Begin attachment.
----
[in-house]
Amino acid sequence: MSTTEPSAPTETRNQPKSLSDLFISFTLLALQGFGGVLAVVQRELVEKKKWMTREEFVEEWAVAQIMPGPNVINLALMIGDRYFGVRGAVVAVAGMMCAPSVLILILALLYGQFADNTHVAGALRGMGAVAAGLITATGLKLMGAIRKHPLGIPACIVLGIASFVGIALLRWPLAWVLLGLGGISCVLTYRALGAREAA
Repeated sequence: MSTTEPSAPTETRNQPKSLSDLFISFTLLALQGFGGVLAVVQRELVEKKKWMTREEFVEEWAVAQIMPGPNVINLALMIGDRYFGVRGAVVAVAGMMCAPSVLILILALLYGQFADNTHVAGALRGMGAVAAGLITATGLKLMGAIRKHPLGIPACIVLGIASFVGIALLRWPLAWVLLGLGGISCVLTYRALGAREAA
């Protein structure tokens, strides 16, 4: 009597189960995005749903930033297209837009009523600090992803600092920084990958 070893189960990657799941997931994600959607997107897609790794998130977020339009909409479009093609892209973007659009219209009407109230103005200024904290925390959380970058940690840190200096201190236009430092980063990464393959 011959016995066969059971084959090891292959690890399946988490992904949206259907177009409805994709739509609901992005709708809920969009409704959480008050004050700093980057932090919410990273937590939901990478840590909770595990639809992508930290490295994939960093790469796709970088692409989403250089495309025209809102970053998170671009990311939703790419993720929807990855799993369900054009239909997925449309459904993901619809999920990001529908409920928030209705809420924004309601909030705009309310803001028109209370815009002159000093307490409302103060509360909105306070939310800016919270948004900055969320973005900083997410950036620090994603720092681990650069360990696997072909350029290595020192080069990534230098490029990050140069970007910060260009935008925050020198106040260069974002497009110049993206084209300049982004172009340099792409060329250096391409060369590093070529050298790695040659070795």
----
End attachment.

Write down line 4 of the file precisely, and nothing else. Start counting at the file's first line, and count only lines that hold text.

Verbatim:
């Protein structure tokens, strides 16, 4: 009597189960995005749903930033297209837009009523600090992803600092920084990958 070893189960990657799941997931994600959607997107897609790794998130977020339009909409479009093609892209973007659009219209009407109230103005200024904290925390959380970058940690840190200096201190236009430092980063990464393959 011959016995066969059971084959090891292959690890399946988490992904949206259907177009409805994709739509609901992005709708809920969009409704959480008050004050700093980057932090919410990273937590939901990478840590909770595990639809992508930290490295994939960093790469796709970088692409989403250089495309025209809102970053998170671009990311939703790419993720929807990855799993369900054009239909997925449309459904993901619809999920990001529908409920928030209705809420924004309601909030705009309310803001028109209370815009002159000093307490409302103060509360909105306070939310800016919270948004900055969320973005900083997410950036620090994603720092681990650069360990696997072909350029290595020192080069990534230098490029990050140069970007910060260009935008925050020198106040260069974002497009110049993206084209300049982004172009340099792409060329250096391409060369590093070529050298790695040659070795």